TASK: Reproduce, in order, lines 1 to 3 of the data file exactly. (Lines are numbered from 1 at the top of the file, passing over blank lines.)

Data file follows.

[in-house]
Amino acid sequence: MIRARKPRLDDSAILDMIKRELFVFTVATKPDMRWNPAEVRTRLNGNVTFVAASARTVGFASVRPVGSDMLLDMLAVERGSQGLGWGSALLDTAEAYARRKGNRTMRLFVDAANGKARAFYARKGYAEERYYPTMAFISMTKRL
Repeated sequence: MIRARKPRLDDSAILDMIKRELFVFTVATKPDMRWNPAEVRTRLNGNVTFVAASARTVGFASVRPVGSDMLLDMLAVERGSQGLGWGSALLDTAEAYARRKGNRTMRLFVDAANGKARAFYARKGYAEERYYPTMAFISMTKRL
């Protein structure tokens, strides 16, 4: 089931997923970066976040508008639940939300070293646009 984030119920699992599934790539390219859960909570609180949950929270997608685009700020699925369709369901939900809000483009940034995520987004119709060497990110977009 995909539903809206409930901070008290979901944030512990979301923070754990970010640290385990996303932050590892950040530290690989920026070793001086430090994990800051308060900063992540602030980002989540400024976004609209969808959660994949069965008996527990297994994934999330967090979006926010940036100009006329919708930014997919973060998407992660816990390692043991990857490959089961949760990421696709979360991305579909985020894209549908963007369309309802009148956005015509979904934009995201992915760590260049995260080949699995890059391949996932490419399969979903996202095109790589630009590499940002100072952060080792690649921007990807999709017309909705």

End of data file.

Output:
[in-house]
Amino acid sequence: MIRARKPRLDDSAILDMIKRELFVFTVATKPDMRWNPAEVRTRLNGNVTFVAASARTVGFASVRPVGSDMLLDMLAVERGSQGLGWGSALLDTAEAYARRKGNRTMRLFVDAANGKARAFYARKGYAEERYYPTMAFISMTKRL
Repeated sequence: MIRARKPRLDDSAILDMIKRELFVFTVATKPDMRWNPAEVRTRLNGNVTFVAASARTVGFASVRPVGSDMLLDMLAVERGSQGLGWGSALLDTAEAYARRKGNRTMRLFVDAANGKARAFYARKGYAEERYYPTMAFISMTKRL